Unfortunately, the ATMEGA328 does not have eight GPIO pins available in one 8-bit register when you also want to use the USB serial connection (0 and 1) and the two interrupt pins (2 and 3). Therefore I had to use some bitwise operators to get a single byte out of two different registers while reading the 8 bits.

incomingData = (PINB & B00001111) | (PIND & B11110000);

The (PINB & B00001111) part gets the last 4 bits from the PINB register (pin 8 to 11). The other bitwise and gets the first 4 bits from the PIND register (pin 4 to 7). The bitwise or operator joins both sets of 4 bits together into a single byte.

I read the values from the 8 data lines directly from the pin registers to omit the overhead of the digitalRead() function. I did not test the performance of reading via digitalRead(). Also, reading directly from the pin registers only took me three bitwise operators to create a full byte. Merging 8 individual bits into a single byte takes a lot more operations. All this is done during the interrupt.

The main loop checks if there is any new data available every iteration. When new data is available, this data is put in the display buffer. For debugging purposes, I discarded all the command codes while doing this. When the buffer is full, the contents of the buffer will be converted to ASCII characters and send to the PC via the serial connection. The character data corresponds to standard ASCII for the most part, except for some 16 segment specific characters. These characters are outputted as ~.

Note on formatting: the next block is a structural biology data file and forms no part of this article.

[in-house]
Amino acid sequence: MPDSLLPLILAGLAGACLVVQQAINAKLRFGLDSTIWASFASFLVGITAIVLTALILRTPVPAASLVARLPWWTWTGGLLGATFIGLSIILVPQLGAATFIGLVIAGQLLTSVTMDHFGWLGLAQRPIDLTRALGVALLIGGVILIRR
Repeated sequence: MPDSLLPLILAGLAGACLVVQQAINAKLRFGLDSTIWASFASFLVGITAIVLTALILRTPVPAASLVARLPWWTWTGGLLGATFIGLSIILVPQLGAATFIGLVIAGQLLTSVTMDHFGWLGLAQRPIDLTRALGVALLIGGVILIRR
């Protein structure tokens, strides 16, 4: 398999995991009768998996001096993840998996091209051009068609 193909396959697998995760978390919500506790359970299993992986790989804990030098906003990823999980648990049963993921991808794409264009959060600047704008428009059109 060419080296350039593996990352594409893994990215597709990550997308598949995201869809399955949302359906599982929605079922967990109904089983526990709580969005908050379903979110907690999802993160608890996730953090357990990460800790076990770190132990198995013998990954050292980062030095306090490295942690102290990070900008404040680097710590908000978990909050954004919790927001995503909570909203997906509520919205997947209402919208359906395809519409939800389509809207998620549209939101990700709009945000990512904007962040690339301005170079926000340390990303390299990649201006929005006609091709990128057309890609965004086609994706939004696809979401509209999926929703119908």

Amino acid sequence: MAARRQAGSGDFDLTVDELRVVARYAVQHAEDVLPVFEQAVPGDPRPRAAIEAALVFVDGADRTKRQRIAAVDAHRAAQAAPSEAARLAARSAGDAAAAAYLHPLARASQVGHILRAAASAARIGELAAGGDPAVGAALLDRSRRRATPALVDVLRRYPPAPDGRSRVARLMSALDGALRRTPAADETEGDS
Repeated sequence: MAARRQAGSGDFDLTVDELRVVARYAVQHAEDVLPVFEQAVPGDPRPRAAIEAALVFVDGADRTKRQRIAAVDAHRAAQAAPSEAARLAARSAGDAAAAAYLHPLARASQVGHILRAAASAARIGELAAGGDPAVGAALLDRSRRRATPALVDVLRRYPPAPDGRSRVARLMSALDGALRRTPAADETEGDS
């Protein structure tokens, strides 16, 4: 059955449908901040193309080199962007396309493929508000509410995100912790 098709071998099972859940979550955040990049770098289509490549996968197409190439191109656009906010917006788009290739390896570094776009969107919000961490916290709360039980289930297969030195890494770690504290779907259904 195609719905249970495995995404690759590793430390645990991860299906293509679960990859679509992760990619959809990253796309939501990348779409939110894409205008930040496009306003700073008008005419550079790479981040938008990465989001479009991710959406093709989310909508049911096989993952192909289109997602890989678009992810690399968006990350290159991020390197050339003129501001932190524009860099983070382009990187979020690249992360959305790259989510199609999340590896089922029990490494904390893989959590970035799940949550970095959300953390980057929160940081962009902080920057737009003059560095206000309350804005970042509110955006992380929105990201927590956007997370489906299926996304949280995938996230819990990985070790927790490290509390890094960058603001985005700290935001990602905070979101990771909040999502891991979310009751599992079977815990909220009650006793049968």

This project and its code can also be used to mod your own pinball machine. The code can be altered to support other types of displays, like 16-segment LED displays. The data present in the display buffer should be translated in commands for any driver chip of choice, instead of writing characters to the serial connection.

The code I wrote for this project is freely available and can be found at my Github page. For more pinout diagrams visit PighiXXX (not mine). The full Rockwell 10939/10941 datasheet can be found here.